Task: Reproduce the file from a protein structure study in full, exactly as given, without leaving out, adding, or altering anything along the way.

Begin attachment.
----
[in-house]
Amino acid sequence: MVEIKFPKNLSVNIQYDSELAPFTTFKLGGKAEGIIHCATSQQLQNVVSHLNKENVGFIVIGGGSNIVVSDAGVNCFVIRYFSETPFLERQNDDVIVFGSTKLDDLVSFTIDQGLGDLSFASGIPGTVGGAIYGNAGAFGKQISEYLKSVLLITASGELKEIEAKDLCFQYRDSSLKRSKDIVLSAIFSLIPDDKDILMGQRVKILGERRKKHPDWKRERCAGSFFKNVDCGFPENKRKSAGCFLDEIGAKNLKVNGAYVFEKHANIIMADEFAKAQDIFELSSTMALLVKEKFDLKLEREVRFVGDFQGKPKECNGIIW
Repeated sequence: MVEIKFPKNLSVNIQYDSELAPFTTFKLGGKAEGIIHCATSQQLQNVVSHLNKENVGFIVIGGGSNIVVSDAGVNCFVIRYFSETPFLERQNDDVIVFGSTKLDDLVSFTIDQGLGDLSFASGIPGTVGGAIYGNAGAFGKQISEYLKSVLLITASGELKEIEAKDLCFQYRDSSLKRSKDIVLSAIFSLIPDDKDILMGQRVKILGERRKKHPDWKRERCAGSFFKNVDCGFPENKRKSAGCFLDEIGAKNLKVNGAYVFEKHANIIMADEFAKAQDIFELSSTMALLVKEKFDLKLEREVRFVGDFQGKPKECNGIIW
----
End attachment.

[in-house]
Amino acid sequence: MVEIKFPKNLSVNIQYDSELAPFTTFKLGGKAEGIIHCATSQQLQNVVSHLNKENVGFIVIGGGSNIVVSDAGVNCFVIRYFSETPFLERQNDDVIVFGSTKLDDLVSFTIDQGLGDLSFASGIPGTVGGAIYGNAGAFGKQISEYLKSVLLITASGELKEIEAKDLCFQYRDSSLKRSKDIVLSAIFSLIPDDKDILMGQRVKILGERRKKHPDWKRERCAGSFFKNVDCGFPENKRKSAGCFLDEIGAKNLKVNGAYVFEKHANIIMADEFAKAQDIFELSSTMALLVKEKFDLKLEREVRFVGDFQGKPKECNGIIW
Repeated sequence: MVEIKFPKNLSVNIQYDSELAPFTTFKLGGKAEGIIHCATSQQLQNVVSHLNKENVGFIVIGGGSNIVVSDAGVNCFVIRYFSETPFLERQNDDVIVFGSTKLDDLVSFTIDQGLGDLSFASGIPGTVGGAIYGNAGAFGKQISEYLKSVLLITASGELKEIEAKDLCFQYRDSSLKRSKDIVLSAIFSLIPDDKDILMGQRVKILGERRKKHPDWKRERCAGSFFKNVDCGFPENKRKSAGCFLDEIGAKNLKVNGAYVFEKHANIIMADEFAKAQDIFELSSTMALLVKEKFDLKLEREVRFVGDFQGKPKECNGIIW